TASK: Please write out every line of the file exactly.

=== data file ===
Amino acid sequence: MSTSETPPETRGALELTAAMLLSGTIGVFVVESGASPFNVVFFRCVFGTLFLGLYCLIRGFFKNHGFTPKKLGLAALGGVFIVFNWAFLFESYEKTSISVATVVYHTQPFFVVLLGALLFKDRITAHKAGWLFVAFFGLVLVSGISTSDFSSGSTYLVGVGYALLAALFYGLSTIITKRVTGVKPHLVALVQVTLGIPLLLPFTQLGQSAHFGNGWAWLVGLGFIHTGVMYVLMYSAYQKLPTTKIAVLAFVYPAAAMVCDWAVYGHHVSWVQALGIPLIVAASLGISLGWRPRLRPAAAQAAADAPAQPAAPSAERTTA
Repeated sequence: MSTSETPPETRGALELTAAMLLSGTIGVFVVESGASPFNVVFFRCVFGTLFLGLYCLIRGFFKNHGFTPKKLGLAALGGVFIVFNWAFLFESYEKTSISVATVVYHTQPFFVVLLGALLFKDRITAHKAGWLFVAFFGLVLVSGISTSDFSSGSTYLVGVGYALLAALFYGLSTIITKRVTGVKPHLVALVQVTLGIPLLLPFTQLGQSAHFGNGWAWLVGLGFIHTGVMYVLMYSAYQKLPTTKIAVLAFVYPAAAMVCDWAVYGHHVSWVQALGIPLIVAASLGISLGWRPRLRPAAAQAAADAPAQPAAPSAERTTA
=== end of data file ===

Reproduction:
Amino acid sequence: MSTSETPPETRGALELTAAMLLSGTIGVFVVESGASPFNVVFFRCVFGTLFLGLYCLIRGFFKNHGFTPKKLGLAALGGVFIVFNWAFLFESYEKTSISVATVVYHTQPFFVVLLGALLFKDRITAHKAGWLFVAFFGLVLVSGISTSDFSSGSTYLVGVGYALLAALFYGLSTIITKRVTGVKPHLVALVQVTLGIPLLLPFTQLGQSAHFGNGWAWLVGLGFIHTGVMYVLMYSAYQKLPTTKIAVLAFVYPAAAMVCDWAVYGHHVSWVQALGIPLIVAASLGISLGWRPRLRPAAAQAAADAPAQPAAPSAERTTA
Repeated sequence: MSTSETPPETRGALELTAAMLLSGTIGVFVVESGASPFNVVFFRCVFGTLFLGLYCLIRGFFKNHGFTPKKLGLAALGGVFIVFNWAFLFESYEKTSISVATVVYHTQPFFVVLLGALLFKDRITAHKAGWLFVAFFGLVLVSGISTSDFSSGSTYLVGVGYALLAALFYGLSTIITKRVTGVKPHLVALVQVTLGIPLLLPFTQLGQSAHFGNGWAWLVGLGFIHTGVMYVLMYSAYQKLPTTKIAVLAFVYPAAAMVCDWAVYGHHVSWVQALGIPLIVAASLGISLGWRPRLRPAAAQAAADAPAQPAAPSAERTTA